Understanding the Black Church is Key to Appreciating the African American Experience, Study Says
Seven out of 10 Black adults and nearly nine out of 10 Black churchgoers think that to really understand the African American experience, it’s important to realize the role of religious faith in the lives of Black people.
Yet, according to a new study by Barna, a research organization that studies the intersection of faith and culture, the proportion of Black adults who think church involvement is “desirable” has declined steadily over the past 25 years, from 90 percent in 1996 to 74 percent today.
Half or less of Black Gen X, millennials, and Gen Z today think church engagement is “very desirable” as compared to 66 percent of baby boomers, the researchers found.
When asked to choose from a series of responses to the question, “When you hear ‘the Black Church,’ which term is your immediate association?” survey respondents most often selected positive words including “safe,” “important,” “reliable,” and “healing,” although roughly one-third said they found the Black church “old-fashioned” or “stifling.”
The leadership role of Black pastors has grown in importance, however, especially among those younger churchgoers. In 1996, 63 percent of Black adults agreed strongly that “the pastors of African American churches are the most important leaders within the Black community.” In 2020—a year rocked by national racial unrest—the number grew to 69 percent, including 48 percent of Gen Z, 42 percent of millennials, 35 percent of Gen X and 33 percent of baby boomers.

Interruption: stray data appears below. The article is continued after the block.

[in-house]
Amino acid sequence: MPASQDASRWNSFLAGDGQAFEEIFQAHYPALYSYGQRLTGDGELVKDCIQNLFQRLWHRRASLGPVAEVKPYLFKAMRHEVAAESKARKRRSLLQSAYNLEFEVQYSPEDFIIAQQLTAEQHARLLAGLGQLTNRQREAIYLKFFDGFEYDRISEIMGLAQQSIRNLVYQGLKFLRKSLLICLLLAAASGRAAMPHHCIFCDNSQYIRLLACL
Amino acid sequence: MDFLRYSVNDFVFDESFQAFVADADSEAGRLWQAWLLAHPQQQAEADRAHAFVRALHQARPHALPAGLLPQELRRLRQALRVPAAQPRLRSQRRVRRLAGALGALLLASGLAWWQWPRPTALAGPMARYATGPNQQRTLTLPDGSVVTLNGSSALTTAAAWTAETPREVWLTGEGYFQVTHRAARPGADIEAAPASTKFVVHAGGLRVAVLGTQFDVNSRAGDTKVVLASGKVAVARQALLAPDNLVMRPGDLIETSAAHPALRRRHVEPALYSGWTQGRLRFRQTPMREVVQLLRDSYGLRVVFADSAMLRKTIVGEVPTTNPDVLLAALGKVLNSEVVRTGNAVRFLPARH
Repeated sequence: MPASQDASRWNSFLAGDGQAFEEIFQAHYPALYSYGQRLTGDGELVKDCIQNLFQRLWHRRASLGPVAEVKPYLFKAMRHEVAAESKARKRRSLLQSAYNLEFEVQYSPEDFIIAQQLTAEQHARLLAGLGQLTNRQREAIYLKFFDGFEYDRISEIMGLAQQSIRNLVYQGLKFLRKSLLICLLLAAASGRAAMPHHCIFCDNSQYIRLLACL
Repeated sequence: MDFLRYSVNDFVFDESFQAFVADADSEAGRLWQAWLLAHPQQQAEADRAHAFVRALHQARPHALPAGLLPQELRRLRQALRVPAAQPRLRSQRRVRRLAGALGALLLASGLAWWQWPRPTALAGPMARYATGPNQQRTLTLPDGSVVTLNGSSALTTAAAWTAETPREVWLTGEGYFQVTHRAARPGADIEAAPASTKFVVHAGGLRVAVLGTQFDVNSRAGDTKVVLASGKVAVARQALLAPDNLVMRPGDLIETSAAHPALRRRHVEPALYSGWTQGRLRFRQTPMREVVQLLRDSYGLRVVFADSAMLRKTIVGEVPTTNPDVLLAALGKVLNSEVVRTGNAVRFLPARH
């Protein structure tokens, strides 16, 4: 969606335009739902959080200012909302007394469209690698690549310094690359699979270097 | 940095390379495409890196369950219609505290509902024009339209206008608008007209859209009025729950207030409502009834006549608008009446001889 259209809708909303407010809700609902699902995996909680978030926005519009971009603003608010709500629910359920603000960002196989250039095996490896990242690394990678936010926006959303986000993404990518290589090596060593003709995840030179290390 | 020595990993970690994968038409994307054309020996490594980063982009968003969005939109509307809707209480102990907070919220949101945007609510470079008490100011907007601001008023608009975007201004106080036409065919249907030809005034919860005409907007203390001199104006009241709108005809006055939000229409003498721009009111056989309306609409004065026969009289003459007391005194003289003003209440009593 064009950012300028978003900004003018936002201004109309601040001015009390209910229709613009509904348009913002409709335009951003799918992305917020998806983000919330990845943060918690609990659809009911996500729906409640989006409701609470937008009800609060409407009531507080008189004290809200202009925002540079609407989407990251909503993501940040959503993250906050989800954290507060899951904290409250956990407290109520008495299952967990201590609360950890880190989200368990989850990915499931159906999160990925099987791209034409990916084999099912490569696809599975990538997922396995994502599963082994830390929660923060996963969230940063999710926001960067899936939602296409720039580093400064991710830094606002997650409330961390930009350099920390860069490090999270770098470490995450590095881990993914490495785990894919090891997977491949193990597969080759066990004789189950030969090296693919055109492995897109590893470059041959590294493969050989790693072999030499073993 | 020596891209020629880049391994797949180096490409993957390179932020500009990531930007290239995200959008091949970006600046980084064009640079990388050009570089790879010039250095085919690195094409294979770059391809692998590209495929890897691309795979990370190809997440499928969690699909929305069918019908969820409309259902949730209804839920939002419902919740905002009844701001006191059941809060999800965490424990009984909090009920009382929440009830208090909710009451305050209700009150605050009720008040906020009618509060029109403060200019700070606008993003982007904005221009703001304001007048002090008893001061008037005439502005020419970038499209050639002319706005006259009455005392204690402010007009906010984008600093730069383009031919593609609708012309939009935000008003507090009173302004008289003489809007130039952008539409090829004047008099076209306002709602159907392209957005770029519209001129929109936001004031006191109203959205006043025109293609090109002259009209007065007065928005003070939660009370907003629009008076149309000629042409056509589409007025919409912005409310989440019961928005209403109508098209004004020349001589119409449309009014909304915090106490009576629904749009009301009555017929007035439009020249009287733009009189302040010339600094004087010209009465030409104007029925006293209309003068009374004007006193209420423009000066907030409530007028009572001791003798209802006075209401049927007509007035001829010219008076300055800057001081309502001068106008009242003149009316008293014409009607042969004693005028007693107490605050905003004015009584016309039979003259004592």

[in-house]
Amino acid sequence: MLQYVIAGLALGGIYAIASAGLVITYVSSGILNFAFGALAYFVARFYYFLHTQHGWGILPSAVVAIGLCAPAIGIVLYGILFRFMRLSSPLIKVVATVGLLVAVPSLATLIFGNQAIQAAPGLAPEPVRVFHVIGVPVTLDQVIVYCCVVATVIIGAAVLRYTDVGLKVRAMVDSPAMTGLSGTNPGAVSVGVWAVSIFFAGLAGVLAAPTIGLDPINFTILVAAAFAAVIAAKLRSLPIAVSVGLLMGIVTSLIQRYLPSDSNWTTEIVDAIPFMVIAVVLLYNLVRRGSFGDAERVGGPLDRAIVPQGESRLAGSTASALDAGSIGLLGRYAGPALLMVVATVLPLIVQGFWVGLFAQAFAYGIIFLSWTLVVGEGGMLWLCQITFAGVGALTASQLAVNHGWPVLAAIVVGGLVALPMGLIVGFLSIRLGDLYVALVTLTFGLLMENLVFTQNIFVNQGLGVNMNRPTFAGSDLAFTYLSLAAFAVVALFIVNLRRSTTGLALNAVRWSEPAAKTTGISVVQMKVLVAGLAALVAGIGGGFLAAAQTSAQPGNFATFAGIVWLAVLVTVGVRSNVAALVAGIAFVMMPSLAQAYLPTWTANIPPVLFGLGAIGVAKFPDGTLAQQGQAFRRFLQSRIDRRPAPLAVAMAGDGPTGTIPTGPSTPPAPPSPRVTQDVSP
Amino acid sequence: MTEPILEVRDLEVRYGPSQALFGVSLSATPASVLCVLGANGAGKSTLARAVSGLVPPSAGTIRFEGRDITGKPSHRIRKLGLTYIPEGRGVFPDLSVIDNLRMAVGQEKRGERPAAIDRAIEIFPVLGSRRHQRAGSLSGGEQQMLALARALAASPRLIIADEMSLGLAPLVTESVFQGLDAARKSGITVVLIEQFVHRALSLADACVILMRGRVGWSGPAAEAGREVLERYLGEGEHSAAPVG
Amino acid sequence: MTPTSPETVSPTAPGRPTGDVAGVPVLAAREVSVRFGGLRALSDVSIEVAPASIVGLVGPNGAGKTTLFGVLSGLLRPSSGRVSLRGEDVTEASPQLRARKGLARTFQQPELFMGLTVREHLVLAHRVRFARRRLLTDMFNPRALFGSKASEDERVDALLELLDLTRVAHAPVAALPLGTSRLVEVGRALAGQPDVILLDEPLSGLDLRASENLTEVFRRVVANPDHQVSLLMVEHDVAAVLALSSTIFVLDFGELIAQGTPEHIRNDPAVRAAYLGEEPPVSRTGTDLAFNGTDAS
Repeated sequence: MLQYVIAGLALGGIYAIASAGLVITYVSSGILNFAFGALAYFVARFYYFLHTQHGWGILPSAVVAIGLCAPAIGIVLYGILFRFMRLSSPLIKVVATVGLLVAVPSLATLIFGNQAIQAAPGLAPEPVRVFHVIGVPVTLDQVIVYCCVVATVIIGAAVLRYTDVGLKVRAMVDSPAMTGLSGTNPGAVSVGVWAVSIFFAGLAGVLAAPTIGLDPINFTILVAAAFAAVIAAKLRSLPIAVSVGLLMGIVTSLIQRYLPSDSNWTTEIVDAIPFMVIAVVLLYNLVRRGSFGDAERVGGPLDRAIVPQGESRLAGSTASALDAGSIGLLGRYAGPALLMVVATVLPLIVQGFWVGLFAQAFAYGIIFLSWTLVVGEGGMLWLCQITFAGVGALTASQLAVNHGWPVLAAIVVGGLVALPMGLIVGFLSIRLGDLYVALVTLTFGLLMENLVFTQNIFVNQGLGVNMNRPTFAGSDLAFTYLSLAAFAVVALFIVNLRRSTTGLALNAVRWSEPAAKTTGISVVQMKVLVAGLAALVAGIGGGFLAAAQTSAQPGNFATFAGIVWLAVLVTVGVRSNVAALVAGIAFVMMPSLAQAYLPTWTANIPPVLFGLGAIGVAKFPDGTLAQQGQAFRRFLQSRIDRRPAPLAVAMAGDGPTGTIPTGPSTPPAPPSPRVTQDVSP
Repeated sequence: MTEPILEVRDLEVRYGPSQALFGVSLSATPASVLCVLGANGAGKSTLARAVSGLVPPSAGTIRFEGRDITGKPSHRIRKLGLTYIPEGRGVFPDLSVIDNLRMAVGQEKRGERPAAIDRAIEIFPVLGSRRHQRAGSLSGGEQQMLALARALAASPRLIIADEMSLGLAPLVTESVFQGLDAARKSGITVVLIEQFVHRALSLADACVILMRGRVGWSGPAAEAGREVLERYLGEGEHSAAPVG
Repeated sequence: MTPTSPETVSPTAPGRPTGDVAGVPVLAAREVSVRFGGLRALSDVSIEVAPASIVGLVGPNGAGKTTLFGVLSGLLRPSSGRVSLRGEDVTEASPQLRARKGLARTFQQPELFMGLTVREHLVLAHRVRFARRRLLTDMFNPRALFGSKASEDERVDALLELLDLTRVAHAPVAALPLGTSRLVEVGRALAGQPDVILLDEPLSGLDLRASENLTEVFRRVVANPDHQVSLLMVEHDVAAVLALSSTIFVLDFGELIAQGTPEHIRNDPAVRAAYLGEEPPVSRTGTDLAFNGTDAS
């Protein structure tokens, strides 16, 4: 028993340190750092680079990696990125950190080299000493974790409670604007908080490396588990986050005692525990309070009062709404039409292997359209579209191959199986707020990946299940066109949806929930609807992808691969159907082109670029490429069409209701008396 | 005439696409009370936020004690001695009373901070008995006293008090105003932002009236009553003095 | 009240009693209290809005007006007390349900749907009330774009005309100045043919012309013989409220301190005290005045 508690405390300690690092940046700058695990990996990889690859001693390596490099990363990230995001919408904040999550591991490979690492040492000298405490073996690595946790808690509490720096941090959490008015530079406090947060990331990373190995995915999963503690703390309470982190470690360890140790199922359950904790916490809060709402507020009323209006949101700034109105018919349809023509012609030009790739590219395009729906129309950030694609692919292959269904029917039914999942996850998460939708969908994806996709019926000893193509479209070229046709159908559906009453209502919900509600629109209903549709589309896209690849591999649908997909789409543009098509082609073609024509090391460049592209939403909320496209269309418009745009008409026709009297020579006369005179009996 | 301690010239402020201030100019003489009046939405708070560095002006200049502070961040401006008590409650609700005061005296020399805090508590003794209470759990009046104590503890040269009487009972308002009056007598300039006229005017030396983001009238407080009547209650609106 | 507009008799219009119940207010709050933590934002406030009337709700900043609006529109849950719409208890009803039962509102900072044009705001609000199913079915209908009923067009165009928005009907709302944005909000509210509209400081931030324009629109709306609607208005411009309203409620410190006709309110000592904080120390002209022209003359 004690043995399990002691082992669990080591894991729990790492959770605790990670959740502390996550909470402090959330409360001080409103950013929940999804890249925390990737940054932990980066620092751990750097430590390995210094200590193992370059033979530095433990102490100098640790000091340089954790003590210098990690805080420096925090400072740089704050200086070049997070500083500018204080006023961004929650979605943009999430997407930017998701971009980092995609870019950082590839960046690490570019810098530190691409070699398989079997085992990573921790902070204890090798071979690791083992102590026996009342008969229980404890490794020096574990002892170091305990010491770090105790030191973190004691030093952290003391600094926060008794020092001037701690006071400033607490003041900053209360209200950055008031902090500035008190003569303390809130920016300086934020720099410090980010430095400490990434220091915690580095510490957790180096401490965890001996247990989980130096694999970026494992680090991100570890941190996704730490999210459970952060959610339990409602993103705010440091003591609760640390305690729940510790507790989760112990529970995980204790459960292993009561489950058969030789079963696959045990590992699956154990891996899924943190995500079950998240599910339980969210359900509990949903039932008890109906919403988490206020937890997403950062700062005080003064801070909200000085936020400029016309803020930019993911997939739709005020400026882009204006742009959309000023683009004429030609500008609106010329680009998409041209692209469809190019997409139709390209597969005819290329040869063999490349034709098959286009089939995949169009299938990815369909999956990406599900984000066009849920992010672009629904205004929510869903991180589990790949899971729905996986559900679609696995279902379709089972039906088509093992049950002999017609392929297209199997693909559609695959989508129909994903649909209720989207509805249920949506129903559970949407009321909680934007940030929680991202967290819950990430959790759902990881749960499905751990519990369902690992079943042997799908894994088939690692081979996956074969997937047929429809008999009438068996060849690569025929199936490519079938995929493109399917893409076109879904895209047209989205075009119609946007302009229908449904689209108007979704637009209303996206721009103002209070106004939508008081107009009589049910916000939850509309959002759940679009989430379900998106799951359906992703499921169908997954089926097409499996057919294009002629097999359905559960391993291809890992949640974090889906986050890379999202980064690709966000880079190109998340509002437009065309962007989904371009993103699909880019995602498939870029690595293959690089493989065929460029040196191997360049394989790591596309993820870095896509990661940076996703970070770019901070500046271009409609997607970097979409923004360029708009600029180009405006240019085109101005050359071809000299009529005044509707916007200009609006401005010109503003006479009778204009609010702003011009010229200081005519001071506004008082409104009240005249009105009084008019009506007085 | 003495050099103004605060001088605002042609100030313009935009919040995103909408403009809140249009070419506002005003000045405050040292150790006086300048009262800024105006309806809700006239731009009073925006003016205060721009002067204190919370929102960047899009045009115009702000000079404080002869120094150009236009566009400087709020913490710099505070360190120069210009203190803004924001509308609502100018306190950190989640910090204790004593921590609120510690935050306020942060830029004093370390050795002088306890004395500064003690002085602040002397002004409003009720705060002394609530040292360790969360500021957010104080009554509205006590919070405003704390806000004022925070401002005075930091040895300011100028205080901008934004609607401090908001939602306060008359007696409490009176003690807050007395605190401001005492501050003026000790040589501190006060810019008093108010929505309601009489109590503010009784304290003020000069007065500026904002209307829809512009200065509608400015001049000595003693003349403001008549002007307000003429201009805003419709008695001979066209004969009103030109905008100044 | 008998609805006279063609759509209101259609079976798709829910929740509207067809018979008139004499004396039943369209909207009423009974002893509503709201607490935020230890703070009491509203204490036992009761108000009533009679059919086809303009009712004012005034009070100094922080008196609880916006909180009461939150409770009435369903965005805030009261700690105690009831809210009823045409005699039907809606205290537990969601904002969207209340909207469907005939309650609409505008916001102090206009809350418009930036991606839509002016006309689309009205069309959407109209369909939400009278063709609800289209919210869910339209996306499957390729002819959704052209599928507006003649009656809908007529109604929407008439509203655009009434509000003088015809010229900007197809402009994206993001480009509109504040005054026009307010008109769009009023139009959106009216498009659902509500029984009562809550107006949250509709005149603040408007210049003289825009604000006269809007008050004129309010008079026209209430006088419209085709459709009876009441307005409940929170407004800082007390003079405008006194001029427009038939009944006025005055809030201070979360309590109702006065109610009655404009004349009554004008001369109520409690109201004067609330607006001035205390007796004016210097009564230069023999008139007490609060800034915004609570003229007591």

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The percentage of Black adults seeing faith as a source of emotional strength has held steady for the past 25 years, with 91 percent relying on the church in 1996 and 87 percent in 2020. In addition, most said they find that association with a Black church provides them with comfort and emotional strength and counters a broader sense of political powerlessness, Barna found.
The 2020 data was based on an online survey of 1,083 U.S. Black adults, plus 822 Black Church churchgoers, conducted April 22–May 6, 2020.